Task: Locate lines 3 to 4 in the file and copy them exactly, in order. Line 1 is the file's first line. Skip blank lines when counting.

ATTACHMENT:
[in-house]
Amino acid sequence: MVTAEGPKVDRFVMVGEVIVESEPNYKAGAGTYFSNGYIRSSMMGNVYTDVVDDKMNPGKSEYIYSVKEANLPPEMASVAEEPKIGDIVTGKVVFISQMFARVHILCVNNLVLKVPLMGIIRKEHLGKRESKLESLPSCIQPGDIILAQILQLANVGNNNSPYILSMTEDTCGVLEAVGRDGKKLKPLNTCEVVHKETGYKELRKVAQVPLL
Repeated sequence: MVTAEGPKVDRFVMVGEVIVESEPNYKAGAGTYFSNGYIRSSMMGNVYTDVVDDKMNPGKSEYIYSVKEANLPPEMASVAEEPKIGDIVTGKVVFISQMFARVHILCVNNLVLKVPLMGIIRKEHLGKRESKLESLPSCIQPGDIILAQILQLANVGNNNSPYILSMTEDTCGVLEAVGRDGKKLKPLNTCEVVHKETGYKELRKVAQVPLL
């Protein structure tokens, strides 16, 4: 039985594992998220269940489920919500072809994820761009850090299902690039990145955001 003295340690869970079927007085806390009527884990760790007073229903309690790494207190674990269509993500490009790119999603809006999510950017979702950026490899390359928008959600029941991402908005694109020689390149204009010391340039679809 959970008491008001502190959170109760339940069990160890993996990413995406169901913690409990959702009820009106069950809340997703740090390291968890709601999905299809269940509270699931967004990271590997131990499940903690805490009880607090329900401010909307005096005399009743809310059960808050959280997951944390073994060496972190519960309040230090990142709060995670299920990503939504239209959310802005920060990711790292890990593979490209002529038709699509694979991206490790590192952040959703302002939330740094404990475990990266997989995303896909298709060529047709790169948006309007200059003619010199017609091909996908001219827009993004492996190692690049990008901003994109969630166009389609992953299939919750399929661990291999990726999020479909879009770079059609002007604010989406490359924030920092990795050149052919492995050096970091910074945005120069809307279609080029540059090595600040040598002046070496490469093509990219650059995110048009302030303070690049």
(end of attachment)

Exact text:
Repeated sequence: MVTAEGPKVDRFVMVGEVIVESEPNYKAGAGTYFSNGYIRSSMMGNVYTDVVDDKMNPGKSEYIYSVKEANLPPEMASVAEEPKIGDIVTGKVVFISQMFARVHILCVNNLVLKVPLMGIIRKEHLGKRESKLESLPSCIQPGDIILAQILQLANVGNNNSPYILSMTEDTCGVLEAVGRDGKKLKPLNTCEVVHKETGYKELRKVAQVPLL
């Protein structure tokens, strides 16, 4: 039985594992998220269940489920919500072809994820761009850090299902690039990145955001 003295340690869970079927007085806390009527884990760790007073229903309690790494207190674990269509993500490009790119999603809006999510950017979702950026490899390359928008959600029941991402908005694109020689390149204009010391340039679809 959970008491008001502190959170109760339940069990160890993996990413995406169901913690409990959702009820009106069950809340997703740090390291968890709601999905299809269940509270699931967004990271590997131990499940903690805490009880607090329900401010909307005096005399009743809310059960808050959280997951944390073994060496972190519960309040230090990142709060995670299920990503939504239209959310802005920060990711790292890990593979490209002529038709699509694979991206490790590192952040959703302002939330740094404990475990990266997989995303896909298709060529047709790169948006309007200059003619010199017609091909996908001219827009993004492996190692690049990008901003994109969630166009389609992953299939919750399929661990291999990726999020479909879009770079059609002007604010989406490359924030920092990795050149052919492995050096970091910074945005120069809307279609080029540059090595600040040598002046070496490469093509990219650059995110048009302030303070690049």